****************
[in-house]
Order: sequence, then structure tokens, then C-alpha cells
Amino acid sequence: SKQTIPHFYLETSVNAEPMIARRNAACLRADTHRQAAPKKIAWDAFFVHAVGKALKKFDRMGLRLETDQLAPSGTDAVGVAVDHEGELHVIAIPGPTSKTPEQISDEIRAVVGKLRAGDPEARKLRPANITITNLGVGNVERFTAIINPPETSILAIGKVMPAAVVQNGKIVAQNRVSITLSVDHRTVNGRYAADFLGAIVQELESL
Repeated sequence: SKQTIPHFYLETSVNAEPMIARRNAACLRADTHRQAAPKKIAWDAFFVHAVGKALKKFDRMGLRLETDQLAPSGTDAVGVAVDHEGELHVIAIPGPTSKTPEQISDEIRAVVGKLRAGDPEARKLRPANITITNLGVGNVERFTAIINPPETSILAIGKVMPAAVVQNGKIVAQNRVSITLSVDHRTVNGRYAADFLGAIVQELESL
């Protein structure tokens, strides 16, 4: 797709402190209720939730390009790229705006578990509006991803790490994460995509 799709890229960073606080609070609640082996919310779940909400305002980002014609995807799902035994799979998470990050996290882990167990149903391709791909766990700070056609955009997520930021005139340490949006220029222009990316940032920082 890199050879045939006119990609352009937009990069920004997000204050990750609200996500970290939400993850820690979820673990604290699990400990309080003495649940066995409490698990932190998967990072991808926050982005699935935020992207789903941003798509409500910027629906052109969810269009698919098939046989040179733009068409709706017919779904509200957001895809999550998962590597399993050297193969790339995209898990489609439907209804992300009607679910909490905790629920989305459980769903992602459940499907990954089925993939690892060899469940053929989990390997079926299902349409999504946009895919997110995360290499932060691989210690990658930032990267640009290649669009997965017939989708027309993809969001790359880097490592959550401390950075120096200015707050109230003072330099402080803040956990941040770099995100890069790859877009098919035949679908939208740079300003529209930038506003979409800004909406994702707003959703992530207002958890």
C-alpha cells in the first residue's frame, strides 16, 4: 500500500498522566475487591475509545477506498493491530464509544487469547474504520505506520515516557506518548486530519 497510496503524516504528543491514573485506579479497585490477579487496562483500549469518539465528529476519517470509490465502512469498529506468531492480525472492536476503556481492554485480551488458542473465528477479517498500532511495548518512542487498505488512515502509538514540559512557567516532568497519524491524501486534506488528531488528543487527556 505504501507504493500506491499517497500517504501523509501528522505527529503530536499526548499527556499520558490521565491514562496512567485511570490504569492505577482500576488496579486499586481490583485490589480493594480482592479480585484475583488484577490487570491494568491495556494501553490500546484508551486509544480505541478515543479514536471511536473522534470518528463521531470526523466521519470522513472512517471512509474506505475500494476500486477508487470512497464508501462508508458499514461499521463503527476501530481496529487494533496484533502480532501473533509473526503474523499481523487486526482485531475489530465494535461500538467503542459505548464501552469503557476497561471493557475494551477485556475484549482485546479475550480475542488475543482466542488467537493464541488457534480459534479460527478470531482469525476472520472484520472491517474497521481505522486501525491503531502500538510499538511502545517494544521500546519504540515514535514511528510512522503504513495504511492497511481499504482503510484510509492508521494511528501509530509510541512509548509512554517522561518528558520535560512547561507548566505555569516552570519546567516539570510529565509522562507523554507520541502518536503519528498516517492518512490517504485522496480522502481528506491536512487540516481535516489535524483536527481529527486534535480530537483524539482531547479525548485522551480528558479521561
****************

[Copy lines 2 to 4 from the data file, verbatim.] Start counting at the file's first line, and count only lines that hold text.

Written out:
Order: sequence, then structure tokens, then C-alpha cells
Amino acid sequence: SKQTIPHFYLETSVNAEPMIARRNAACLRADTHRQAAPKKIAWDAFFVHAVGKALKKFDRMGLRLETDQLAPSGTDAVGVAVDHEGELHVIAIPGPTSKTPEQISDEIRAVVGKLRAGDPEARKLRPANITITNLGVGNVERFTAIINPPETSILAIGKVMPAAVVQNGKIVAQNRVSITLSVDHRTVNGRYAADFLGAIVQELESL
Repeated sequence: SKQTIPHFYLETSVNAEPMIARRNAACLRADTHRQAAPKKIAWDAFFVHAVGKALKKFDRMGLRLETDQLAPSGTDAVGVAVDHEGELHVIAIPGPTSKTPEQISDEIRAVVGKLRAGDPEARKLRPANITITNLGVGNVERFTAIINPPETSILAIGKVMPAAVVQNGKIVAQNRVSITLSVDHRTVNGRYAADFLGAIVQELESL